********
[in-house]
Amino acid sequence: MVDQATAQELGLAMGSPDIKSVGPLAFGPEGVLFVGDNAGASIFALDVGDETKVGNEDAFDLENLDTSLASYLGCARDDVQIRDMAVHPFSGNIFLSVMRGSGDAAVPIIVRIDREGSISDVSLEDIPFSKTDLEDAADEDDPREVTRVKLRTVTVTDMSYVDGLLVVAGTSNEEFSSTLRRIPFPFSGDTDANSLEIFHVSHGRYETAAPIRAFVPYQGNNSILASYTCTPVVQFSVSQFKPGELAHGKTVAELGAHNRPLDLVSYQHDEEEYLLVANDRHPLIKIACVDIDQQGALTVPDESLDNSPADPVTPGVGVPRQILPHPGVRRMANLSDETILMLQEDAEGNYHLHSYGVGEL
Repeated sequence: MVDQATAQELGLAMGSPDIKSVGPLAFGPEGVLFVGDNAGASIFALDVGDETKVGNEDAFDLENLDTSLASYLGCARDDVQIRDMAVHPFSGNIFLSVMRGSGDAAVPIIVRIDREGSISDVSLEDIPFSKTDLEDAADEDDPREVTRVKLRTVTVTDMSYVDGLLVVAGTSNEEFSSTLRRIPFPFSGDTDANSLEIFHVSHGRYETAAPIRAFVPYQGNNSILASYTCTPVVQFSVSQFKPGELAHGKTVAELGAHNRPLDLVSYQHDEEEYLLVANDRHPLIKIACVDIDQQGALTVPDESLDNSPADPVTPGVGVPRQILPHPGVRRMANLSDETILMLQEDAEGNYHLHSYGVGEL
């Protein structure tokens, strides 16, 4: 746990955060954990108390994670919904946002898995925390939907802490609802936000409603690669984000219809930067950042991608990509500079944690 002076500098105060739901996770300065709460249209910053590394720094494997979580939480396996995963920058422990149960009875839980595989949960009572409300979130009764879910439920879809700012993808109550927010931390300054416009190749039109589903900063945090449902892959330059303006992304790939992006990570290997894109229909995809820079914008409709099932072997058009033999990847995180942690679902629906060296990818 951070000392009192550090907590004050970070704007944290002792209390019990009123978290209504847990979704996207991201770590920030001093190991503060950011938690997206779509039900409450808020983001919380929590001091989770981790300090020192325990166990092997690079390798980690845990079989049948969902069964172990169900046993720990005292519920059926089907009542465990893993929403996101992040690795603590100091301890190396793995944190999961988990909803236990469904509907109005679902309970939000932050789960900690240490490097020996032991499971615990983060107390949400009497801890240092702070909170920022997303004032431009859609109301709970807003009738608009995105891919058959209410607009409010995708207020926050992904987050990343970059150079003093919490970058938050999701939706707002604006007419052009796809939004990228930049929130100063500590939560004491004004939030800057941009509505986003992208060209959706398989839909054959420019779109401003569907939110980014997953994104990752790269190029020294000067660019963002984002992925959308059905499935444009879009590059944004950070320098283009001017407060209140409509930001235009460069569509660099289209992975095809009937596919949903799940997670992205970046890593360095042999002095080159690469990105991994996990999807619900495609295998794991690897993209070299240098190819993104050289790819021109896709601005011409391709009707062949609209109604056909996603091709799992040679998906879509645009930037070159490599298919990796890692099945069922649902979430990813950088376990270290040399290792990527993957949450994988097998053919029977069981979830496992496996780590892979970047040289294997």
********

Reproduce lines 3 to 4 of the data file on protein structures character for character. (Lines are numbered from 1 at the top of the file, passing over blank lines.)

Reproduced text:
Repeated sequence: MVDQATAQELGLAMGSPDIKSVGPLAFGPEGVLFVGDNAGASIFALDVGDETKVGNEDAFDLENLDTSLASYLGCARDDVQIRDMAVHPFSGNIFLSVMRGSGDAAVPIIVRIDREGSISDVSLEDIPFSKTDLEDAADEDDPREVTRVKLRTVTVTDMSYVDGLLVVAGTSNEEFSSTLRRIPFPFSGDTDANSLEIFHVSHGRYETAAPIRAFVPYQGNNSILASYTCTPVVQFSVSQFKPGELAHGKTVAELGAHNRPLDLVSYQHDEEEYLLVANDRHPLIKIACVDIDQQGALTVPDESLDNSPADPVTPGVGVPRQILPHPGVRRMANLSDETILMLQEDAEGNYHLHSYGVGEL
């Protein structure tokens, strides 16, 4: 746990955060954990108390994670919904946002898995925390939907802490609802936000409603690669984000219809930067950042991608990509500079944690 002076500098105060739901996770300065709460249209910053590394720094494997979580939480396996995963920058422990149960009875839980595989949960009572409300979130009764879910439920879809700012993808109550927010931390300054416009190749039109589903900063945090449902892959330059303006992304790939992006990570290997894109229909995809820079914008409709099932072997058009033999990847995180942690679902629906060296990818 951070000392009192550090907590004050970070704007944290002792209390019990009123978290209504847990979704996207991201770590920030001093190991503060950011938690997206779509039900409450808020983001919380929590001091989770981790300090020192325990166990092997690079390798980690845990079989049948969902069964172990169900046993720990005292519920059926089907009542465990893993929403996101992040690795603590100091301890190396793995944190999961988990909803236990469904509907109005679902309970939000932050789960900690240490490097020996032991499971615990983060107390949400009497801890240092702070909170920022997303004032431009859609109301709970807003009738608009995105891919058959209410607009409010995708207020926050992904987050990343970059150079003093919490970058938050999701939706707002604006007419052009796809939004990228930049929130100063500590939560004491004004939030800057941009509505986003992208060209959706398989839909054959420019779109401003569907939110980014997953994104990752790269190029020294000067660019963002984002992925959308059905499935444009879009590059944004950070320098283009001017407060209140409509930001235009460069569509660099289209992975095809009937596919949903799940997670992205970046890593360095042999002095080159690469990105991994996990999807619900495609295998794991690897993209070299240098190819993104050289790819021109896709601005011409391709009707062949609209109604056909996603091709799992040679998906879509645009930037070159490599298919990796890692099945069922649902979430990813950088376990270290040399290792990527993957949450994988097998053919029977069981979830496992496996780590892979970047040289294997």